Jun. 21, 2016
Is it possible that the current language debate over the use of “radical Islam” is an instance of the noisy conflict of half-truths?
- Regarding your editorial “ Obama and ‘Radical Islam’” (June 15): French President François Hollande’s approach to terrorism contrasts with President Obama’s.
Following the mass shootings in Paris, where there are extremely strict gun laws, Mr. Hollande was very angry and urged his country to combat “radical Islamists” and used his authority to seek them out. President Obama was equally angry after the mass shootings in San Bernardino and Orlando but not at the radical Islamic terrorists. Instead, he was angry at his political opponents, the Republicans, for not enacting stricter gun laws. He was also angry that they called radical Islamic terrorists “radical Islamic terrorists.” When another shooting, one that killed 130 people, took place in Paris, Mr. Hollande redoubled his efforts against radical Islamists. After Orlando, President Obama and his successor-candidate, Hillary Clinton,redoubled their efforts against their political opponents.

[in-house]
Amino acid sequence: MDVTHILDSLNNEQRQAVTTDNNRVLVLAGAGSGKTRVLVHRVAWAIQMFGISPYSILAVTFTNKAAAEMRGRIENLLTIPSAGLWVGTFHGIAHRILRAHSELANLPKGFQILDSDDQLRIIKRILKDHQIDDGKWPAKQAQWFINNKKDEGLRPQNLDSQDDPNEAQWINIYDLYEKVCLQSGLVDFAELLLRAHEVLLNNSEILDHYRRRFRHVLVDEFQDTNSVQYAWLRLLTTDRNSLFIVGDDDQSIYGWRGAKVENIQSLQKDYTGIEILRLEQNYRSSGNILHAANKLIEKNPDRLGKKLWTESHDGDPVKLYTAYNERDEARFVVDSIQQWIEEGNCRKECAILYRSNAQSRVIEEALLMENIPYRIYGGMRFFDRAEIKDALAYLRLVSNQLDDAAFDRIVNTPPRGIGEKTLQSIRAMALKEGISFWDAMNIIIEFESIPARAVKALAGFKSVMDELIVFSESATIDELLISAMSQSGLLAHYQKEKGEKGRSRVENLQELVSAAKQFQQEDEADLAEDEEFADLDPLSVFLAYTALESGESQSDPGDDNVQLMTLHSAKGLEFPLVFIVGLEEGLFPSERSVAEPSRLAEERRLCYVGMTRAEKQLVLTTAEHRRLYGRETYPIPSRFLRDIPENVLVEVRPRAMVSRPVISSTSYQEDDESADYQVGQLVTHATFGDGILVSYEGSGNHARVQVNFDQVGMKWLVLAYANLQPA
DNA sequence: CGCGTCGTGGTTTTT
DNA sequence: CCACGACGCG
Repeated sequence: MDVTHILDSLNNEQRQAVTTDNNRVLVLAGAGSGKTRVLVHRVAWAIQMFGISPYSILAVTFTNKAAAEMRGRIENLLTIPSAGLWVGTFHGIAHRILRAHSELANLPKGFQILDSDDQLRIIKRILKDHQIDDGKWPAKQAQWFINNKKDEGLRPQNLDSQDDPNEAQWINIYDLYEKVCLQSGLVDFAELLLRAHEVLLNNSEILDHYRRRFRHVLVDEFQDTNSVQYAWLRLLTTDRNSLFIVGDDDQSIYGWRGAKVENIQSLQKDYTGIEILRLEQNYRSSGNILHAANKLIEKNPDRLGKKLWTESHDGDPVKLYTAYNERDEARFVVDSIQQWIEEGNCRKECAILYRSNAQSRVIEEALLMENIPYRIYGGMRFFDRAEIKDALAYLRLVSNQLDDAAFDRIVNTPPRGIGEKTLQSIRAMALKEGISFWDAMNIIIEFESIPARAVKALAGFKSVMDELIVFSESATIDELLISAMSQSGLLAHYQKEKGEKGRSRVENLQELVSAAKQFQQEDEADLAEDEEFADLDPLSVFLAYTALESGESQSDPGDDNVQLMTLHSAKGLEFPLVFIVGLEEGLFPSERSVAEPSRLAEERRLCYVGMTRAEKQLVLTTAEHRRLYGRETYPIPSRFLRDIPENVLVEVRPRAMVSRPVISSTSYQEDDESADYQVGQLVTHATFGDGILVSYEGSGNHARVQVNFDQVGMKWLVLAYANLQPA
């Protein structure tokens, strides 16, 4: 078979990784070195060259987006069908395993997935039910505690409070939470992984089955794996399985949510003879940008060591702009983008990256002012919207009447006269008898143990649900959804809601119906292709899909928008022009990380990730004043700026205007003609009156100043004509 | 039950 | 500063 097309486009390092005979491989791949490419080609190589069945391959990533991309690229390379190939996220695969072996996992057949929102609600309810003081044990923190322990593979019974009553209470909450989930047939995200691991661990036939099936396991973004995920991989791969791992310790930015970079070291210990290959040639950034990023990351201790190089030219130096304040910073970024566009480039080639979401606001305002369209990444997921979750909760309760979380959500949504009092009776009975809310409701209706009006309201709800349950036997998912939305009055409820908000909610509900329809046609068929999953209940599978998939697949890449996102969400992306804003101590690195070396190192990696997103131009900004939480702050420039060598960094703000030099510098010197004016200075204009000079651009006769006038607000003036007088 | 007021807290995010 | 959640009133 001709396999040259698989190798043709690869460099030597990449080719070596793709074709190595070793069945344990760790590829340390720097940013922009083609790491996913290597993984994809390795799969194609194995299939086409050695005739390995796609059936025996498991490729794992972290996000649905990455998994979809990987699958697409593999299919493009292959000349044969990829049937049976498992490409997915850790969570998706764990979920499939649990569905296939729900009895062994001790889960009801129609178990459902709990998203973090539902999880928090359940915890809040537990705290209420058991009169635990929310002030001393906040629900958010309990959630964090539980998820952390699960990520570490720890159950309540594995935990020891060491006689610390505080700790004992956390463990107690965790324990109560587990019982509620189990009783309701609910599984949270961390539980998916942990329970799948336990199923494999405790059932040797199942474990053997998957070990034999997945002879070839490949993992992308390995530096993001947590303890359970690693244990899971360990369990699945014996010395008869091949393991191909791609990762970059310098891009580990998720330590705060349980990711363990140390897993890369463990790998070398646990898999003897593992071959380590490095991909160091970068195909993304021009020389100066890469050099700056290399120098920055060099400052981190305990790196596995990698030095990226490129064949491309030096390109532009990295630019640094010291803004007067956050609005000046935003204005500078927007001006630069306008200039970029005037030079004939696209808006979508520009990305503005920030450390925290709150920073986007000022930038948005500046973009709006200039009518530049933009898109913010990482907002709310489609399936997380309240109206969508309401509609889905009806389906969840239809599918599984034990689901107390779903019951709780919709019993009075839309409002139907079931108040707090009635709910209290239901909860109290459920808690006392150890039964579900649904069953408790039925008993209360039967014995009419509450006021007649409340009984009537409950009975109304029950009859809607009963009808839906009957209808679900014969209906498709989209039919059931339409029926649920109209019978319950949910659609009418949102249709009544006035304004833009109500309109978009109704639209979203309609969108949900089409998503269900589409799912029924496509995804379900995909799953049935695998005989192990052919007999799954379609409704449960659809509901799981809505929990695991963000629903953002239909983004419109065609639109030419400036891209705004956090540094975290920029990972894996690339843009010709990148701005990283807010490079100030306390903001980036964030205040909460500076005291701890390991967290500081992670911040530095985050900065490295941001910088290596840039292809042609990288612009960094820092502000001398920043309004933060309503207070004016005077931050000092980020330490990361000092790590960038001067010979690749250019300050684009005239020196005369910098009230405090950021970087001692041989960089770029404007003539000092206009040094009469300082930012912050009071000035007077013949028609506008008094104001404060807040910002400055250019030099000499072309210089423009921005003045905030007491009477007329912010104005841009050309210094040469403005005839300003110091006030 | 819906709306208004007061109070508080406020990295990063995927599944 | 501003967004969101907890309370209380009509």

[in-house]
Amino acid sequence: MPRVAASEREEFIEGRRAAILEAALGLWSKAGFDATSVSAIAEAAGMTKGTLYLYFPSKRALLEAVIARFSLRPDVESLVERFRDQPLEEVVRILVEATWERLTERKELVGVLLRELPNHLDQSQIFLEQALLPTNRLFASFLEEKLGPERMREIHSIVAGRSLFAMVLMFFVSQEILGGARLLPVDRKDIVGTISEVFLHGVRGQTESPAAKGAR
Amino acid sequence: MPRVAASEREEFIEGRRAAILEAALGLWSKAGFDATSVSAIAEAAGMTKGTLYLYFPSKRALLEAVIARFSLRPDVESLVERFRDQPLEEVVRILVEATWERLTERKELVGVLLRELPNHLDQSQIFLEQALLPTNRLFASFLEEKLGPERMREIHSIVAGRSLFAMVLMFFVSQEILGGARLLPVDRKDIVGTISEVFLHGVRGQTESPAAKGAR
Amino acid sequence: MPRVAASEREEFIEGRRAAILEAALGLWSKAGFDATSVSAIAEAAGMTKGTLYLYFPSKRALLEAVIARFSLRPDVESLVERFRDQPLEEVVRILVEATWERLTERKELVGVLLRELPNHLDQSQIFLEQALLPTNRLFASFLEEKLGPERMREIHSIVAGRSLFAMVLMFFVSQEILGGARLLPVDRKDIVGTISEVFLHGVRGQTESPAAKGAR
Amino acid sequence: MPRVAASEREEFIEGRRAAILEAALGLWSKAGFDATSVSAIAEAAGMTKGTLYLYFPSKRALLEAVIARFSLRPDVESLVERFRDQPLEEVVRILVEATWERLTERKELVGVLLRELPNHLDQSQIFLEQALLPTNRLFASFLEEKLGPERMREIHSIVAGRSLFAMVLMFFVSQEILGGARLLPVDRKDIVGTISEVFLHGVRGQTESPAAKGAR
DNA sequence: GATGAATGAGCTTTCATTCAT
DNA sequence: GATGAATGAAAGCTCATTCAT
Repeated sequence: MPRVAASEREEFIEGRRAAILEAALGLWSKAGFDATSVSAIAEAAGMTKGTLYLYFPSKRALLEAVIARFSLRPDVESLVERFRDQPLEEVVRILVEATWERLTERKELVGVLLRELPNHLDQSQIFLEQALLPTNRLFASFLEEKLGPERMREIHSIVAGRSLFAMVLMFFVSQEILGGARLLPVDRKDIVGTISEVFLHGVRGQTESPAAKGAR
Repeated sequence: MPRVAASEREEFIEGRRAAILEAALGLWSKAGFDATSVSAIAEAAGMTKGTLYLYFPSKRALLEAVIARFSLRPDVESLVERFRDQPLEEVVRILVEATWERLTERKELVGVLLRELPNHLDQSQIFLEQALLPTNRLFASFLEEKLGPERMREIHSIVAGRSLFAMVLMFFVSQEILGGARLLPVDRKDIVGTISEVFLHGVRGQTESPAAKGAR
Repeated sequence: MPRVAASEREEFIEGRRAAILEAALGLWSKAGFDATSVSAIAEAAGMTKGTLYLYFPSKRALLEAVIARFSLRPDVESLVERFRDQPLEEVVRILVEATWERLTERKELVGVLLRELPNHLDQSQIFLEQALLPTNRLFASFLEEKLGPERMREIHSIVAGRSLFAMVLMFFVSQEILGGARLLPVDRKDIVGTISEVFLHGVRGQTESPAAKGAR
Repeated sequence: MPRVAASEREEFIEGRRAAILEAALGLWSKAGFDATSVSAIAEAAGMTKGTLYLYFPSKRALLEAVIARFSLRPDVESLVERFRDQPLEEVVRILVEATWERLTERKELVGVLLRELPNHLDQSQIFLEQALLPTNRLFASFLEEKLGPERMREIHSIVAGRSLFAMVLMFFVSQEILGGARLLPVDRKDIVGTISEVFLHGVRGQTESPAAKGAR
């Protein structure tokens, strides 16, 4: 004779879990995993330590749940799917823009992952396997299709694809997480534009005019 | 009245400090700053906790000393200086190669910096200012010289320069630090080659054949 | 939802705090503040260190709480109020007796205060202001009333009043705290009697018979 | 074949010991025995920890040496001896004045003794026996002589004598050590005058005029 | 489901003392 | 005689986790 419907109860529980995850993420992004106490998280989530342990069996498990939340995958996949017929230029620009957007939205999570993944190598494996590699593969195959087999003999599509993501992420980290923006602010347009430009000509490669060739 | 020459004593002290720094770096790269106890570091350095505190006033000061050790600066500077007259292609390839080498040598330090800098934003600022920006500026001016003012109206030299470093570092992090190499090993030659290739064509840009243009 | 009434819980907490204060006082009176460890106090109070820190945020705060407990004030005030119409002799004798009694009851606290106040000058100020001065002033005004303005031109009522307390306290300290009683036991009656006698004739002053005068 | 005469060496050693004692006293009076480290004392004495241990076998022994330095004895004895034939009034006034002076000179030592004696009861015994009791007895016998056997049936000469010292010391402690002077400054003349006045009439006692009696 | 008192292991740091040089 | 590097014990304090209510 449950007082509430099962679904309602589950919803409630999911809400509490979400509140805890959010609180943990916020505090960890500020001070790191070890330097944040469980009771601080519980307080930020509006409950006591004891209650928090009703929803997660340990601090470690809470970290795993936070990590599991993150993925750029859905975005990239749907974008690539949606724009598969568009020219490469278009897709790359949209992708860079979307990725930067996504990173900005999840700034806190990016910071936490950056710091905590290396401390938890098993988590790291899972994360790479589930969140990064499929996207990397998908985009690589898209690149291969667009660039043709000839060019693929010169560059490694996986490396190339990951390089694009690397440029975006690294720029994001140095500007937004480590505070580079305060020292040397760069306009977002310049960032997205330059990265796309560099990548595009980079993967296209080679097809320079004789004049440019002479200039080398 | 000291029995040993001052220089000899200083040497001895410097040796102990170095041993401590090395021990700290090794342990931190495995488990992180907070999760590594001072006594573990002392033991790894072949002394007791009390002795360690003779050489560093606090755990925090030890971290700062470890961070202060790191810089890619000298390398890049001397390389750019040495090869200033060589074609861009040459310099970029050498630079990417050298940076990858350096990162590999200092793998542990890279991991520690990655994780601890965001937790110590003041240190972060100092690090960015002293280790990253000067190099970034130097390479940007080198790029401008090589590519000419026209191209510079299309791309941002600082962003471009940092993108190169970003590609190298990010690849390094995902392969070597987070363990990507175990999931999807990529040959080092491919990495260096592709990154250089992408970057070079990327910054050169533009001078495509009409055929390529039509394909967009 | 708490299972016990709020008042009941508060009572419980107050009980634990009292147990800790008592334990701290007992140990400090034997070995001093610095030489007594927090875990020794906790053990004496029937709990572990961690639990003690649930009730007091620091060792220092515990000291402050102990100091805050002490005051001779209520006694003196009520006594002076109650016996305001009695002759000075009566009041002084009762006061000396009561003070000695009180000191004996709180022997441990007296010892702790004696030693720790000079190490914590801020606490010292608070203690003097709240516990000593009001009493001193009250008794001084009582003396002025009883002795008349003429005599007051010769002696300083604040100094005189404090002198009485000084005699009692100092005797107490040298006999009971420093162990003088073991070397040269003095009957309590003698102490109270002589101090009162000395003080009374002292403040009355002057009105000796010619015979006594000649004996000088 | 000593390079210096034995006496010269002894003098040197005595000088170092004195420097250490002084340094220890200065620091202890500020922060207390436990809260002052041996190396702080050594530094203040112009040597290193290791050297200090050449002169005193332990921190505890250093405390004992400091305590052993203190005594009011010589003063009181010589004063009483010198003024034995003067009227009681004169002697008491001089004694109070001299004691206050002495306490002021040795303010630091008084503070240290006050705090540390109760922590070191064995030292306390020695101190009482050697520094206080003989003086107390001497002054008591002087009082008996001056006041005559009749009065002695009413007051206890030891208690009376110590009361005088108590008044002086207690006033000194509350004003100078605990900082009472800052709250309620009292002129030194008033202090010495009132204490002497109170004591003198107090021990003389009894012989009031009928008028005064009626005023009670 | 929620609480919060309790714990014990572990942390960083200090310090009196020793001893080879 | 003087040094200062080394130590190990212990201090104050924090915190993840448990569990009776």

Mr. Obama charged his opponents with being at war with “an entire religion.” Mr. Hollande acknowledged a war against radical Islamist terrorism, while proclaiming that all faiths could live peacefully in secular France. Mr. Obama and Mrs. Clinton attacked Donald Trump. Mr. Obama complained that Mr. Trump and his followers were trying to prevent his officials from “doing their job,” while FBI Director James Comey acknowledged, in effect, that his people had failed to do their job in San Bernardino and Orlando.
Wouldn’t we rather have a President Hollande?
Gerald R. Kleinfeld
- During World War II the U.S. didn’t admit immigrants from Nazi Germany, fascist Italy or Imperial Japan.
Michael K. Paul